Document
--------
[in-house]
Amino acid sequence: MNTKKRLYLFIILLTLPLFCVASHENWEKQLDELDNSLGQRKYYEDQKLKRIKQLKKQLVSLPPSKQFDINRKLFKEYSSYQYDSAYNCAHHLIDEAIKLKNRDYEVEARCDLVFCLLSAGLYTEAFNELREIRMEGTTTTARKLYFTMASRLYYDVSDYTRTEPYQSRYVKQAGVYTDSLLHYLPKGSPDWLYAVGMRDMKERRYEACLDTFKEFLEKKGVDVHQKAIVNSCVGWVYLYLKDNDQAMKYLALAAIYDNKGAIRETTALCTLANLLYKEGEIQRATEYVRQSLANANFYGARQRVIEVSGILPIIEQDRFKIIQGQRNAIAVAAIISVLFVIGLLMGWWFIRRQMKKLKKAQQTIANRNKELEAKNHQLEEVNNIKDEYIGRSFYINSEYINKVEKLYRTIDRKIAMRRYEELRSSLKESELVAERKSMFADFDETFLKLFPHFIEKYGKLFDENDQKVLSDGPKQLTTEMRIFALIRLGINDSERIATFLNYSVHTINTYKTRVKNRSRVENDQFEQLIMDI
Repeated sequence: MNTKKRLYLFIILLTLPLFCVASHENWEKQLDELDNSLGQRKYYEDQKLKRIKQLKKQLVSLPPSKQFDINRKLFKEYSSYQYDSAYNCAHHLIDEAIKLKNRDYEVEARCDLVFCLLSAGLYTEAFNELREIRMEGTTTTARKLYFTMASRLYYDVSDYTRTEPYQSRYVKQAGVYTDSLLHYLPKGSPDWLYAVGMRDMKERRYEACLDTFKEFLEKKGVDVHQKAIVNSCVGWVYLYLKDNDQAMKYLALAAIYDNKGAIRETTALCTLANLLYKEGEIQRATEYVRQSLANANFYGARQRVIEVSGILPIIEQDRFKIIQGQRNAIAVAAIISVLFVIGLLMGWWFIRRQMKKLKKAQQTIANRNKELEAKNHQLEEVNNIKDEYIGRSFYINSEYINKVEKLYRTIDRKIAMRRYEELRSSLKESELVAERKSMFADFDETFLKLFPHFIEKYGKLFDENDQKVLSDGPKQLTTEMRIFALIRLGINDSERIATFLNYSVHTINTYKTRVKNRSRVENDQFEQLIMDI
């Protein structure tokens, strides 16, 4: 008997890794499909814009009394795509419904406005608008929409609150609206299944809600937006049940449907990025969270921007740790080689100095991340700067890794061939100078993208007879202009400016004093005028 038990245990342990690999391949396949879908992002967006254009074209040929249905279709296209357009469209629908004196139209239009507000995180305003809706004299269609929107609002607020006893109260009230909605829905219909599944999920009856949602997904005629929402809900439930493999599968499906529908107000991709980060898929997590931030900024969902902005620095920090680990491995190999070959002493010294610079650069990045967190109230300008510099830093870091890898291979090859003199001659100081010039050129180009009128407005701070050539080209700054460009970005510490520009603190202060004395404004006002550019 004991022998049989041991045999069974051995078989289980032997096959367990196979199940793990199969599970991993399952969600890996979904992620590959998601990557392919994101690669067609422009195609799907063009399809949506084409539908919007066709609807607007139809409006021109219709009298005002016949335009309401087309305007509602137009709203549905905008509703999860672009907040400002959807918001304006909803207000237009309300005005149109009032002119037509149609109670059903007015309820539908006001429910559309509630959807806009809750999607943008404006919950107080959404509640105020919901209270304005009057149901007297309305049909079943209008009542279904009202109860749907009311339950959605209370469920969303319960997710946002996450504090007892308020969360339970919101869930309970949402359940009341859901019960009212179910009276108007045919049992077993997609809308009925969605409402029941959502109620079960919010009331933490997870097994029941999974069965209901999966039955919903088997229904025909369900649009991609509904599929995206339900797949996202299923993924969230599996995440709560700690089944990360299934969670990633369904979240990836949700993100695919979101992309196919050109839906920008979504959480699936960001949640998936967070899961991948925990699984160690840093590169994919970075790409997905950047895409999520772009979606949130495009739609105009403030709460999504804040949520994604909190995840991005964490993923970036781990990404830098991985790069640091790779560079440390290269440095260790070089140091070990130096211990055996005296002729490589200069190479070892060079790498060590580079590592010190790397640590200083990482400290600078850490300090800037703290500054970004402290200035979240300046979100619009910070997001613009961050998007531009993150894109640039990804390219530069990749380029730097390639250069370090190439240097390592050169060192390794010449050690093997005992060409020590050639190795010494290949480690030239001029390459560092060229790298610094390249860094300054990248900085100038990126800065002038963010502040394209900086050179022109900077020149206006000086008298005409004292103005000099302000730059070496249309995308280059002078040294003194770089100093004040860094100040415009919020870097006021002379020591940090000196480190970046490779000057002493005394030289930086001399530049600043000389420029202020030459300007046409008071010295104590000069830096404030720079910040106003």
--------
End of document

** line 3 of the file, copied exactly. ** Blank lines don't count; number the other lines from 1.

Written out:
Repeated sequence: MNTKKRLYLFIILLTLPLFCVASHENWEKQLDELDNSLGQRKYYEDQKLKRIKQLKKQLVSLPPSKQFDINRKLFKEYSSYQYDSAYNCAHHLIDEAIKLKNRDYEVEARCDLVFCLLSAGLYTEAFNELREIRMEGTTTTARKLYFTMASRLYYDVSDYTRTEPYQSRYVKQAGVYTDSLLHYLPKGSPDWLYAVGMRDMKERRYEACLDTFKEFLEKKGVDVHQKAIVNSCVGWVYLYLKDNDQAMKYLALAAIYDNKGAIRETTALCTLANLLYKEGEIQRATEYVRQSLANANFYGARQRVIEVSGILPIIEQDRFKIIQGQRNAIAVAAIISVLFVIGLLMGWWFIRRQMKKLKKAQQTIANRNKELEAKNHQLEEVNNIKDEYIGRSFYINSEYINKVEKLYRTIDRKIAMRRYEELRSSLKESELVAERKSMFADFDETFLKLFPHFIEKYGKLFDENDQKVLSDGPKQLTTEMRIFALIRLGINDSERIATFLNYSVHTINTYKTRVKNRSRVENDQFEQLIMDI